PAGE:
June is the time of the gardening year when a nasty pest awakes from its winter sleep (called dormancy) and makes its presence known.
The hidden enemy of many garden plants is the root-knot nematode, a tiny roundworm that lives underground. The individual roundworms are too small to be seen without a microscope, but the damage they do to susceptible plants is not.
The main damage on plants is to the roots. Round swellings appear all along the root system. These swellings are galls, a general term for a swollen mass produced on a plant by a pest.
When nematodes enter roots, they inject a protein that acts like a plant-growth hormone. The plant responds by making galls.
On less susceptible plants, such as dianthus or Shasta daisy, a few galls form along the roots, like beads on a chain. On very susceptible plants, like cockscomb or squash, galls grow so large they fuse together in a gnarly mass of what used to be root tissue.
Why does root-knot nematode trick plants into making galls? The galls are filled with plant sugars on which the nematodes feed. As the nematodes grow inside the galls, female nematodes also produce eggs there.
If the galls are large enough, they interfere with the plant’s ability to absorb water and dissolved nutrients, like nitrogen. Susceptible plants are shorter or smaller and may wilt, even when they have enough water. Fruiting vegetables, such as cucumber and tomato, produce small or misshapen fruit.
If a nematode-infested plant is pulled up, some of the roots and galls will come out of the ground with it. The roots of cool-season annuals that are susceptible to root-knot nematode, including larkspur and nasturtium, should be checked when they are removed from the garden at this time of year.
If galls are found, the roots (and galls) remaining in the soil should be removed with a shovel or trowel, as well as the soil around the roots.
Root-knot nematodes are killed by temperatures at 104 degrees in a good, hot, active compost pile. A home compost pile, however, may not reach this temperature. Galled roots should not be added to compost; rather they should be discarded with garbage. Nematodes do not invade the stem or leaves, so the above-ground portions of affected plants may be composted safely.
The best way to prevent problems with this pesky roundworm is to avoid growing susceptible plants during the summer and early fall when these pests are active. Cool-season annuals that are susceptible, such as pansies and snapdragons, should be removed by June 1.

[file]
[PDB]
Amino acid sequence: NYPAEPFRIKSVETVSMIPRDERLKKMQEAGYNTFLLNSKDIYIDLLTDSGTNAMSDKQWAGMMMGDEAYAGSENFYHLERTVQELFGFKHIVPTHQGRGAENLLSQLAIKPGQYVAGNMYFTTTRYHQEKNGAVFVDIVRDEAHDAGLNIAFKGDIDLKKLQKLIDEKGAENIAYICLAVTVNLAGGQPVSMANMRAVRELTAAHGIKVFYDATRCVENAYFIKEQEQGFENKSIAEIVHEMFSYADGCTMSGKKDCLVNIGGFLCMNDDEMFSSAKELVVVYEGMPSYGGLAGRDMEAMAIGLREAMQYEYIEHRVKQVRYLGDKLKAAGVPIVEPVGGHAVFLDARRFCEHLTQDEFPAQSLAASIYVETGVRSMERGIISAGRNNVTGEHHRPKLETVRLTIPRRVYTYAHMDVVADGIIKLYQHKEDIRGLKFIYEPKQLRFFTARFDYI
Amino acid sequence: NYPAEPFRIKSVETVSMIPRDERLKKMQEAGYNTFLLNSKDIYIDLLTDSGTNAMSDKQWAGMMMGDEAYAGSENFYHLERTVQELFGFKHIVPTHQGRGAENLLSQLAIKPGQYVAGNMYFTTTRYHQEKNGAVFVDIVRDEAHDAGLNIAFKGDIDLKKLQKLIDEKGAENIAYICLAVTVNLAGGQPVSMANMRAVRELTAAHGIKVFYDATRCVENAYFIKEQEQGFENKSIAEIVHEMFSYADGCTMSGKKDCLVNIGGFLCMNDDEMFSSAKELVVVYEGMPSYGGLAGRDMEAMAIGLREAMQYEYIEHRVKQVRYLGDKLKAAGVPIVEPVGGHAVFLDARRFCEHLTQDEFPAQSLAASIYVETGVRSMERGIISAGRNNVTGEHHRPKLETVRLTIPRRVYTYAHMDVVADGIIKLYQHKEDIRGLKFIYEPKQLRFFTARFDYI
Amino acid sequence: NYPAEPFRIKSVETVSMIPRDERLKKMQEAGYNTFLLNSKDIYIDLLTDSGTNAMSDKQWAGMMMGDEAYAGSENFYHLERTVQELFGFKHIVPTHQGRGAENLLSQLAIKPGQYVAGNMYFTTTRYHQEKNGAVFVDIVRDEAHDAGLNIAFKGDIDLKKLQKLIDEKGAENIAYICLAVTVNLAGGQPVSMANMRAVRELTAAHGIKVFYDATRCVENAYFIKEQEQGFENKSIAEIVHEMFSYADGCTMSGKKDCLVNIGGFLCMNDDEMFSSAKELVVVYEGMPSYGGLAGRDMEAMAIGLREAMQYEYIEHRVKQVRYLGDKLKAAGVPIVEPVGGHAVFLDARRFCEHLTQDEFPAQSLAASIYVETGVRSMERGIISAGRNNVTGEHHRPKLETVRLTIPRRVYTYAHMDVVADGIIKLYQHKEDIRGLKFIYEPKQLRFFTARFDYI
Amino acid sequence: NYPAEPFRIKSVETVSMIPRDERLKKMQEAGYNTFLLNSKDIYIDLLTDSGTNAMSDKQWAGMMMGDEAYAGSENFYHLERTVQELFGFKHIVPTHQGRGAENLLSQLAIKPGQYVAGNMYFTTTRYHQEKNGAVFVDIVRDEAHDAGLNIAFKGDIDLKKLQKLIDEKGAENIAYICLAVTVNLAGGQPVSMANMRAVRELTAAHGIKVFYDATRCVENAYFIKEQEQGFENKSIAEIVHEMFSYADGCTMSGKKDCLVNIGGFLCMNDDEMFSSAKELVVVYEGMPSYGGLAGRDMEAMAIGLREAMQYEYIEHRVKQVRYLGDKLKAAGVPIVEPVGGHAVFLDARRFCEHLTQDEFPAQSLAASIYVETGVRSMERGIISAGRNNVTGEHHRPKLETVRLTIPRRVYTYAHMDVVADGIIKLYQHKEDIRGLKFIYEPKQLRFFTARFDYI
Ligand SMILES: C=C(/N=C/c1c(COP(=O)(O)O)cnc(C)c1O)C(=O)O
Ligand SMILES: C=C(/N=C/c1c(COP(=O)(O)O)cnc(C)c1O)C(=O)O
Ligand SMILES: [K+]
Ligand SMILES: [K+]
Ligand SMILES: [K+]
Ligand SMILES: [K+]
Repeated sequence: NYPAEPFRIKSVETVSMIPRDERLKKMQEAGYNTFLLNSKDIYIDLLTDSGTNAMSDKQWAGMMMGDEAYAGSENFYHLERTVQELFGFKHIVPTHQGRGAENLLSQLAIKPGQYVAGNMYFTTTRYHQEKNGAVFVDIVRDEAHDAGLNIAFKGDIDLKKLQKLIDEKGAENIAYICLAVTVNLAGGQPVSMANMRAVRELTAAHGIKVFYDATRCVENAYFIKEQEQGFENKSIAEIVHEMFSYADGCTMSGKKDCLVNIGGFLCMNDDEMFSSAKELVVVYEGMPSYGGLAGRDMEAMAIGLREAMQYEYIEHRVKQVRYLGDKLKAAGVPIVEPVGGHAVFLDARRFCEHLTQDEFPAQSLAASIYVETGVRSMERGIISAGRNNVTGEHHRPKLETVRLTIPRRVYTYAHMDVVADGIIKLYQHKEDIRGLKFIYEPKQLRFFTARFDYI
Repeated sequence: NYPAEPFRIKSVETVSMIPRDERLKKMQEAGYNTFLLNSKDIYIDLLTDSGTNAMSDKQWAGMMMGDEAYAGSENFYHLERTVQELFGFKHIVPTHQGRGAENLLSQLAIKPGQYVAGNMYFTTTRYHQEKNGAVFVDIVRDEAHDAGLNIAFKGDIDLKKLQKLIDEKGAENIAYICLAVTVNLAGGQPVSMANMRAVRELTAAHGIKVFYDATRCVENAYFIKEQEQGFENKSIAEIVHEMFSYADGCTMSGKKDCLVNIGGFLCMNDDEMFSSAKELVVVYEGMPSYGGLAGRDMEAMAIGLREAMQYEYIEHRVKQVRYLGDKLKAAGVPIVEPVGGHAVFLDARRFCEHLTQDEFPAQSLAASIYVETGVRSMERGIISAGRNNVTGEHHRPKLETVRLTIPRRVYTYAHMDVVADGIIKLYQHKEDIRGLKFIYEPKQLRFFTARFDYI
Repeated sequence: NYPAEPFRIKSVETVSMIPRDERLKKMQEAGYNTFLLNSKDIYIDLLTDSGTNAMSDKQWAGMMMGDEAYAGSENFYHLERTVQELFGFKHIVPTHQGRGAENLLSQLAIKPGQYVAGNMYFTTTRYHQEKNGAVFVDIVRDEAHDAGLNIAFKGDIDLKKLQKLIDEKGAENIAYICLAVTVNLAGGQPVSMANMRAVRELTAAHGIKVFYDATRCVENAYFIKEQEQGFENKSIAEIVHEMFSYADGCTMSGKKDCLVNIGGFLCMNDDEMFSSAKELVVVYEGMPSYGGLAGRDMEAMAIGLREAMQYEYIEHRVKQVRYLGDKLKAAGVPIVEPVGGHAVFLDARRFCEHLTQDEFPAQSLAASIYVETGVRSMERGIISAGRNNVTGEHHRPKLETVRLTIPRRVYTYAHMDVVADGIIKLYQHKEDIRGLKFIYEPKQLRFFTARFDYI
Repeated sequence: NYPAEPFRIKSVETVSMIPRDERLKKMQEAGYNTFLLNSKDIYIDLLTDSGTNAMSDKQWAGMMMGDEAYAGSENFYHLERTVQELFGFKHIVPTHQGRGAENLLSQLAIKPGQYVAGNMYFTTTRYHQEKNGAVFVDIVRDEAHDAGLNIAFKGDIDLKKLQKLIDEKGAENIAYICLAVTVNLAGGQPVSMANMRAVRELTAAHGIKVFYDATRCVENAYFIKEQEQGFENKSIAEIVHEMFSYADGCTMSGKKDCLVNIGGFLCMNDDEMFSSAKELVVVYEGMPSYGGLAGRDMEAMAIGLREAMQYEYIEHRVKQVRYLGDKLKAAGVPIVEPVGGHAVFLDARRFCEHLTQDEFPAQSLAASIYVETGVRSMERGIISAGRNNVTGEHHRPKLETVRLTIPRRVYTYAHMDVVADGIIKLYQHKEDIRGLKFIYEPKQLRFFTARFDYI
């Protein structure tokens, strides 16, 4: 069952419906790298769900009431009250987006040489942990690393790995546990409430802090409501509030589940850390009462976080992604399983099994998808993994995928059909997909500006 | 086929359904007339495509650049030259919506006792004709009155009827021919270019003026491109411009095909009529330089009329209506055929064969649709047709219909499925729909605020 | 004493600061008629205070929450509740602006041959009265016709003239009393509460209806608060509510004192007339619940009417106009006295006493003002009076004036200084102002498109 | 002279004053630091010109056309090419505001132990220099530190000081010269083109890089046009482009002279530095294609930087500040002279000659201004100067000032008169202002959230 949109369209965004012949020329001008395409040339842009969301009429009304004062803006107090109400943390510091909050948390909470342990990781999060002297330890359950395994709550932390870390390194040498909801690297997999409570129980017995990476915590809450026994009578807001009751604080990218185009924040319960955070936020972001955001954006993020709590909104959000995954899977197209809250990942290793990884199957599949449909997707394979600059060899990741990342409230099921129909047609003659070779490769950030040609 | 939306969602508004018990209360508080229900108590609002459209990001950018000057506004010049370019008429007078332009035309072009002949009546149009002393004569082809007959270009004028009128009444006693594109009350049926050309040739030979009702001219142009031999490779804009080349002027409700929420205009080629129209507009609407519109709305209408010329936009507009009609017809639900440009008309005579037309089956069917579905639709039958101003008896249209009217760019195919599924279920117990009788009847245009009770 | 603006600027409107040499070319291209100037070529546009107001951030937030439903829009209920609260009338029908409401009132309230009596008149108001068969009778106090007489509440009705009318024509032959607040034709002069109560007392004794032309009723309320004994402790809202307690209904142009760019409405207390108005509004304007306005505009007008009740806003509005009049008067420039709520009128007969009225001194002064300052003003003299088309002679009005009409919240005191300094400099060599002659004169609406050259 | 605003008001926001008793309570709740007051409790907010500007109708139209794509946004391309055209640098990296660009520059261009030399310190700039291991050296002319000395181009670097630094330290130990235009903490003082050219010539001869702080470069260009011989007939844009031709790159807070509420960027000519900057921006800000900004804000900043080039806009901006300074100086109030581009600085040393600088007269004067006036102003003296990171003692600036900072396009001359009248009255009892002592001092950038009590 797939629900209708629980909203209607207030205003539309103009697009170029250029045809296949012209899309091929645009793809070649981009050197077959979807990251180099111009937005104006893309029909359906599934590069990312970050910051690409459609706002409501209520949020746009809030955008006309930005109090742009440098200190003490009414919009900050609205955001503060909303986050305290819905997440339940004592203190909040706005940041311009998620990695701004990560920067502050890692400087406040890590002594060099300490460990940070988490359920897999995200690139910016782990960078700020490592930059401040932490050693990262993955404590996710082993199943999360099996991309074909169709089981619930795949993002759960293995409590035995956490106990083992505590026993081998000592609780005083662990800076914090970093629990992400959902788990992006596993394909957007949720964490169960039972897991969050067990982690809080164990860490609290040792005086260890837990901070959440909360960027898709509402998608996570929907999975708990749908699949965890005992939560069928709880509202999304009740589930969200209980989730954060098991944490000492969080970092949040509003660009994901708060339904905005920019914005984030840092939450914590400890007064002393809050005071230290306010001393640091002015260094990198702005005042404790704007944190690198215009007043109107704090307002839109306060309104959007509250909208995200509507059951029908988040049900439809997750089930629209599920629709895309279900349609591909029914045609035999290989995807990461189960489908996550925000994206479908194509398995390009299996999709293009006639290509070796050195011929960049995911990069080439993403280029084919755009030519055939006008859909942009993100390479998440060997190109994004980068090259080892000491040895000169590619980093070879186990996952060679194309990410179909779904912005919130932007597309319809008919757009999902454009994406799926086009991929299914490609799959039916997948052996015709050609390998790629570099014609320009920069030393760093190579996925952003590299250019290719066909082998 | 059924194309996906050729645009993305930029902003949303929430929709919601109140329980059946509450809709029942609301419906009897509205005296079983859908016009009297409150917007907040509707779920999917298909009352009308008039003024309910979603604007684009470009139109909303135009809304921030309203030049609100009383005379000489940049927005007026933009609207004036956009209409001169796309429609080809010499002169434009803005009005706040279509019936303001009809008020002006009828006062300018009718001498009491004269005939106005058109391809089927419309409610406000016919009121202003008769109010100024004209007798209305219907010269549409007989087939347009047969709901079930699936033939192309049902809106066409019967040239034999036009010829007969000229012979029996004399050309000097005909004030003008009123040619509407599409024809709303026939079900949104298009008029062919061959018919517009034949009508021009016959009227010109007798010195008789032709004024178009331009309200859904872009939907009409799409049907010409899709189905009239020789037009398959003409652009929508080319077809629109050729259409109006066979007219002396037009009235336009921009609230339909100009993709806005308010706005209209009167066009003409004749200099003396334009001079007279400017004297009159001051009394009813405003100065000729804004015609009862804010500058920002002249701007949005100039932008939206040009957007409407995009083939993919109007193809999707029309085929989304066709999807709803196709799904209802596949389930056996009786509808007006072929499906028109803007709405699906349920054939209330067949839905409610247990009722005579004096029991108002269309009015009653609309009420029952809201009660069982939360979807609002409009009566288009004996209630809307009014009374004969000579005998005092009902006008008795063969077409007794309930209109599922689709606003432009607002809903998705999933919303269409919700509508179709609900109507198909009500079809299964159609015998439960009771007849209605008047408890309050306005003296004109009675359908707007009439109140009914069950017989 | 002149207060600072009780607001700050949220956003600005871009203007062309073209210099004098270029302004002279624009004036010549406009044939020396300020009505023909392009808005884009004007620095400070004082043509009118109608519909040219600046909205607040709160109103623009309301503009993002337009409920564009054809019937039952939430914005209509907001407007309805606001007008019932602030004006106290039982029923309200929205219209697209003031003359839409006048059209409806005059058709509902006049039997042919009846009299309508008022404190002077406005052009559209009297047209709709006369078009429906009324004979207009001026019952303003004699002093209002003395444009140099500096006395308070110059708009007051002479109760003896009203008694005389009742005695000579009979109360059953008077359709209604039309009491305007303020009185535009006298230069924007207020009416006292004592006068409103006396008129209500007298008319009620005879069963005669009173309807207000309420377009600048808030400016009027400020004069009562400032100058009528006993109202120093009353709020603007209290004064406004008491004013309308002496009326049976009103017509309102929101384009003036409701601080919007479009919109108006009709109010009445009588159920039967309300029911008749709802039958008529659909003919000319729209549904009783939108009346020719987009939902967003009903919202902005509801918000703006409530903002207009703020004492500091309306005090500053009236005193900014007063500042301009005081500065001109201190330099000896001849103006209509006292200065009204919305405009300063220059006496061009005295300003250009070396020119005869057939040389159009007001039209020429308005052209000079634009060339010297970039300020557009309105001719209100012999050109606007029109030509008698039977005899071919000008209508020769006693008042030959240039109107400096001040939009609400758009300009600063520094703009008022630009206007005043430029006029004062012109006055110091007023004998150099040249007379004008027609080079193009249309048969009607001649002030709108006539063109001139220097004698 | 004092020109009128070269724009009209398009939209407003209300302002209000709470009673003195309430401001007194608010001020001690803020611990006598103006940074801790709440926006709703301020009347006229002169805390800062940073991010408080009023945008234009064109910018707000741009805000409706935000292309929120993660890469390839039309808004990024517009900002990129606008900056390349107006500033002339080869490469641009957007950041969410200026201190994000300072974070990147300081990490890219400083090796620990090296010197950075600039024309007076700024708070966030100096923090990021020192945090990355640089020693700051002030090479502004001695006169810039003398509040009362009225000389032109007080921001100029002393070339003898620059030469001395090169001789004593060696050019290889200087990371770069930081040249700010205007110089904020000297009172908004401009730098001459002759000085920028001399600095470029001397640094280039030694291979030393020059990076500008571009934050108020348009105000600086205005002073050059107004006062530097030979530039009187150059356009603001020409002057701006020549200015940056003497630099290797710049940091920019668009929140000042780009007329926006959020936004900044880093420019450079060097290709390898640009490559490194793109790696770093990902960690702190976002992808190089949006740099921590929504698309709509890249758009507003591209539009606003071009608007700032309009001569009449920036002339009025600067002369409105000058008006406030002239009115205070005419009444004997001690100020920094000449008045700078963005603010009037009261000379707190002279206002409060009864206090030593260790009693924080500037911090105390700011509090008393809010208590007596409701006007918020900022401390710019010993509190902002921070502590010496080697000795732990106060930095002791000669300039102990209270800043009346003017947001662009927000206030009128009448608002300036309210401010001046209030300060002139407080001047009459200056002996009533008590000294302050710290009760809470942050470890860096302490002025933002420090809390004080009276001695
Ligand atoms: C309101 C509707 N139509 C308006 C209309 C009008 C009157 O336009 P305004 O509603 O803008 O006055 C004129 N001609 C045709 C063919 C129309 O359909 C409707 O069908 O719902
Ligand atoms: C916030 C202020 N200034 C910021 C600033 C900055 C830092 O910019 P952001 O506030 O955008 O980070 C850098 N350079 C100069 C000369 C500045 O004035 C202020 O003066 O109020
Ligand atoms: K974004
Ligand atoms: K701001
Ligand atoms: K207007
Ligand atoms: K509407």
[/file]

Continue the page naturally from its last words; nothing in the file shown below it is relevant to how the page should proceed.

Many gardeners like to grow parsley and dill for monarch butterfly caterpillars. Parsley, dill, carrots and cilantro, however, are very susceptible to root-knot nematode. Fennel is a good substitute, since it is mostly resistant to root-knot nematode. Although fennel is not quite as appealing to butterflies as parsley or dill, it is much safer for the garden in the long run. Alternatively, parsley and dill can be grown in pots.
Many ornamental plants were tested against root-knot nematode in the 1930s by C.C. Goff at the University of Florida. His lists of plants and their reactions are available online (http://edis.ifas.ufl.edu/in470). This, unfortunately, is the most current information available.
If galls are found, an easy way to rid garden soil of root-knot nematode is to plant French marigolds (Tagetes patula), African marigolds (Tagetes erecta), or their hybrids. Not only are marigolds immune to root-knot nematode, they eliminate most of the nematodes from infested soil. (I verified this in my yard by having soil analyzed for nematodes before and after planting marigolds.)
Marigold roots produce toxic chemicals that kill this garden villain. Moreover, any lingering nematodes cannot infect marigold roots so they starve to death.
When using marigolds to combat root-knot nematodes, it is crucial to plant them 6 inches apart in a solid mass. Planting marigolds among other plants does not work, because nematodes will avoid the marigolds and infect the other plants.
Checking roots for galls and making careful plant selections go a long way to preventing serious problems with this (no longer) hidden garden enemy.
Anthony Keinath is professor of plant pathology at the Clemson Coastal Research & Education Center in Charleston. His expertise is in diseases of vegetables. He is also an avid gardener. Contact him at firstname.lastname@example.org.